EU transport nominee wants ‘bigger money’, fewer projects

Siim Kallas, the EU’s commissioner-designate for transport, vowed to defend a strategic vision at a European Parliament hearing on Thursday (14 January), saying he wanted EU money to be spent on large transport infrastructure projects rather than small ones.

“There is too little money spent on little projects and not enough on big ones,” the Estonian told MEPs in the Parliament’s transport and tourism committee. 

“We need today a much more strategic transport investment policy,” the commissioner stressed, admitting however that money was “limited”.

“I will not concentrate today on very concrete projects,” Kallas added when pressed by MEPs to elaborate, arguing he first needed to agree “a methodology” to define which projects would receive the scarce EU funding.

A review of the EU’s transport infrastructure is expected this year, including a revision of the 30 priority projects defined in 2004, which are mainly in the rail sector. 

However, a full-scale budgetary review is not due before negotiations start on the EU’s long-term financial planning next year, Kallas cautioned, adding that it was “not only public money that can solve the problem”.

“I don’t have any miracles,” he said at a press conference after the hearing. “We will discuss this methodology in the spring in Saragossa,” he added in response to a question from EURACTIV, saying he expected an “eternal fight” with member states on how to define the final project list.

“True discussion about financial perspectives will only start in 2011,” Kallas indicated, saying big transport infrastructure projects could only be considered afterwards.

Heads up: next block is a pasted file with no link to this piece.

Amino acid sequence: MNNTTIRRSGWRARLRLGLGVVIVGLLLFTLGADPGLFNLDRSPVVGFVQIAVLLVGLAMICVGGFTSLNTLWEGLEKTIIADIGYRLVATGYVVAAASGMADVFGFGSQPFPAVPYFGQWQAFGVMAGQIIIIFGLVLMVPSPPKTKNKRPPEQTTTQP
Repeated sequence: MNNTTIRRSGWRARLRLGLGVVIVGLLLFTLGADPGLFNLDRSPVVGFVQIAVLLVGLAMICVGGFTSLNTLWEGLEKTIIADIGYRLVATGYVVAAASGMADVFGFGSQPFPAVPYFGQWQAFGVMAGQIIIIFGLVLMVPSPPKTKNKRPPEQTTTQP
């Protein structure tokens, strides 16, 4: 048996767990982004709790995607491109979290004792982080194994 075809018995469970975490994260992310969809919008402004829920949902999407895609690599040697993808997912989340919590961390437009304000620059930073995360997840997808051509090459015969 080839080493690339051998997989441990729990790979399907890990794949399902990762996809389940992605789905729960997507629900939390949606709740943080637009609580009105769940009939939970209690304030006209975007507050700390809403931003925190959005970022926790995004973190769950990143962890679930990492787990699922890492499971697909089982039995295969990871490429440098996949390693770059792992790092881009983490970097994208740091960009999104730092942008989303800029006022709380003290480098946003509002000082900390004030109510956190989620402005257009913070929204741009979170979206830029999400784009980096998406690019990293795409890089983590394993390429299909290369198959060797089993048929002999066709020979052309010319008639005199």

Reducing CO2 ‘our ultimate goal’

Speaking in hesitant English and sometimes searching for the right words, Kallas nevertheless expressed strong conviction over his objective to reduce the environmental impact of transport.

“Decarbonisation is our ultimate goal. This is not debatable,” he said, referring to the EU’s pledge to reduce carbon dioxide emissions by 20% by 2020. 

But he underlined that EU policymakers “must be equally be concerned by business development and quality of service” as well as social issues. 

Responding to a Green MEP from Germany who argued that transport was “too cheap,” Kallas responded in a nuanced manner, saying consumers needed to be taken into consideration too.

“It is not a popular idea at all to raise prices,” Kallas said in response to calls to charge airlines and trucks to generate funding to support greener transport modes such as rail. 

“I would consider a rational share of the burden for different transport modes,” he added cautiously, saying he saw “political obstacles” ahead on the proposed ‘Eurovignette’ Directive, which would allow member states to charge trucks for the noise, pollution and congestion they cause (EURACTIV 01/04/09).

Towards online booking systems for trains?

To increase investment in railways, Kallas instead suggested using more of the EU’s regional funding, which he said “is very much going to the roads at the moment”. He added that he “supported the Parliament’s objectives to invest more in railways” and heeded their request for a commitment of 40% of the EU transport budget to the rail sector.

But he also underlined the responsibilities of the member states and regions in making their own decisions. “We cannot dictate to member states and local municipalities” how they should invest, Kallas said.

The Estonian showed enthusiasm towards one MEP’s suggestion to harmonise online booking systems for trains on the Internet, saying he agreed that rail was “decades behind” aviation in that respect.

“It is awful and I can’t understand why we can’t even find timetables on the Internet,” Kallas said.

Aviation emissions